Fighting songs and marches have been a ‘cultural aspect’ of warfare since the invention of the drum (which is long ago). It is of course debatable if war has anything to do with culture, and vice versa. But this debate, alas, is too big to fit into a humble concert program. Mauricio Kagel was, like Eisler, devoted to exploring the crossing-points between music and theatre, often taking ‘theatrical’ elements into his music. His marvelous10 Märsche um den Sieg zu verfehlen is a satirical commentary to – or even a protest against – the tradition of military marches. Marches were used to heighten the spirits of the troops, and written within strict boundaries of style, form and structure. Kagel’s marches, bending and breaking these boundaries and stylistic rules, may well have the opposite effect.

The third modern German composer we present is Hans Werner Henze. He wrote within a very wide range of styles and genres, and – like Eisler and Kagel – was much devoted to music for, and in interaction with, theatre. His Ragtimes & Habaneras is a truly joyful and very humouristic piece, spoken with a 20th century dialect.

Eisler was a communist, persecuted and frequently on the move throughout his life. Kagel was jewish, his parents fleeing from Russia to Argentina in the 1920’s. Henze was an avowed Marxist and a homosexual, and moved to Italy partly to avoid critical confrontation. Witold Lutoslawski met no less hardship, his life intercepting with modern Europe’s most barbaric and unjust circumstances. Aged 2, after the outbreak of WWI, his family fled their home in Warsaw and settled in Moscow. Aged 5, after the Russian revolution, both parents were executed by the Bolshevik government. During WWII he was captured by German soldiers, but escaped and walked 400km back to Warsaw. He lost his brother, who was not successful in escaping Russian captivity, and later died in a Siberian work camp. Lutoslawski earned a living performing in cafés with fellow pianist and composer Andrzej Panufnik, in a time where organized gatherings (like concerts) and any performance of Polish music was forbidden by the Nazi regime. Of the 200 unique arrangements the composer-duo created, only one piece survived the Nazi’s destruction of the city following the Warsaw Uprising in 1944 – The Paganini Variations.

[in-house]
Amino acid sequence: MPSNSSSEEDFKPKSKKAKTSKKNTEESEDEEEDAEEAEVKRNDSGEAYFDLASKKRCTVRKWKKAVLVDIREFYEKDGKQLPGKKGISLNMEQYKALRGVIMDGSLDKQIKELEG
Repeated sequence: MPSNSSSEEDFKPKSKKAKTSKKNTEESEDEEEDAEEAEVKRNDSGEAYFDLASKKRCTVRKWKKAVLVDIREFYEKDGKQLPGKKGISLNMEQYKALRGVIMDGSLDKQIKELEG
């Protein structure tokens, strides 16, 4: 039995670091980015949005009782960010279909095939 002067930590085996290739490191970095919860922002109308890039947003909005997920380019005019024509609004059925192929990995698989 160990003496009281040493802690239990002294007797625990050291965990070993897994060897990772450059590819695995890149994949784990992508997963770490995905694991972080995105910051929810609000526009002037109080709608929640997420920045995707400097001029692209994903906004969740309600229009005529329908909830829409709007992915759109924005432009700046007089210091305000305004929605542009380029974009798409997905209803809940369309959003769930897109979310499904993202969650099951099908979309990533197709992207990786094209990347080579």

No small number of European musicians, composers or other artists went to Northern- or Southern America during the last century. Many, like Eisler, to avoid persecution, some just for inspiration (and some maybe even both). We therefore end our musical Grand Tour in ‘The new World’. We finish our display of variety in expression and style with Joe Zawignul’s fireworks tune ‘Birdland’ and Charles Ives’ Variations on “America”.